Our prompt for Day Seven comes to us from Gloria Gonsalves, who challenges us all to write a tritina. The tritina is a shorter cousin to the sestina, involving three, three-line stanzas, and a final concluding line. Three “end words” are used to conclude the lines of each stanza, in a set pattern of ABC, CAB, BCA, and all three end words appear together in the final line.
Confused? No problem — here’s an example!
Tritina for Susannah
The water off these rocks is green and cold.
The sandless coast takes the tide in its mouth,
as a wolf brings down a deer or lifts its child.
I walked this bay before you were my child.
Your fingers stinging brightly in the cold,
I take each one and warm it in my mouth.
Though I’ve known this shore for years, my mouth
holds no charms of use to you, my child.
You will have to learn the words to ward off cold
and know them cold, child, in your open mouth.
Here’s my tritina:
Tritina for Tiree’s Ringing Stone
From Balphetrish over moorland lies the way
to where the ringing boulder sings its song
when struck with stones beside the dark grey sea.
They say you came from Rhum across the sea
carried by ice sheets, left upon the way,
erratic filled with melody and song.
and if you split and shatter on that way
where seals swim in the brooding dark grey sea
Tiree will sink beneath the ocean’s song –
the sea way silent, gone the ringing song.
When set a form as the main aim, I find it difficult to settle on a theme. The words of David Yezzi’s poem led me to the sea and the Ringing Stone on the island of Tiree where we walked last summer. The stone is a glacial erratic which stands on the north side of the island west of Balphetrish village. In the Neolithic Period it was carved with many cup-marks which suggest it was of symbolic significance to the people of that period. It is known in the Gaelic language as ‘Clach a’ Choire’ and, also ‘The Gong Stone’ due to the ringing, metallic noise it makes when struck with another stone. There are a number of legends associated with the stone, one being that if the stone is ever split open the island of Tiree will disappear beneath the waves.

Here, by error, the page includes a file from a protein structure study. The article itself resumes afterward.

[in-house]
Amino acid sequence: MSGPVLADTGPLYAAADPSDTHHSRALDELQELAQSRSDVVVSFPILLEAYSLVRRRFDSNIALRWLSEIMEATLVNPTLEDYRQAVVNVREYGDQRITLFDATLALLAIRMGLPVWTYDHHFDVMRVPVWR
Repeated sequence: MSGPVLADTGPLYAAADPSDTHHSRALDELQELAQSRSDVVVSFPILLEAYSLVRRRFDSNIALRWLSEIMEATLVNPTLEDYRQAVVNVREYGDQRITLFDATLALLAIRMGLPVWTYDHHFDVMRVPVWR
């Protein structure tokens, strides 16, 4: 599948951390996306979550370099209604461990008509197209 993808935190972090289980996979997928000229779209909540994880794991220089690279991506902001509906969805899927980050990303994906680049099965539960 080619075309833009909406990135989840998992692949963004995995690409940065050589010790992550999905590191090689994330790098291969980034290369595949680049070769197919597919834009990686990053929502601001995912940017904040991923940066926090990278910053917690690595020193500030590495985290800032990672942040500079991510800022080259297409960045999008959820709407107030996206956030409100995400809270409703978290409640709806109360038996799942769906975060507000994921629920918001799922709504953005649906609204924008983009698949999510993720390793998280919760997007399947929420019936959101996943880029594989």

This has such a great sense of atmosphere, Christine. And the repetitions flowed really well within the piece as a whole. Lovely!
Christine Cochrane said:
Thanks, Divyam. Today I took longer with the technical process of posting on WordPress than I did with the poem – I just have my tablet with me ! I had a photo of the stone which I can’t seem to upload.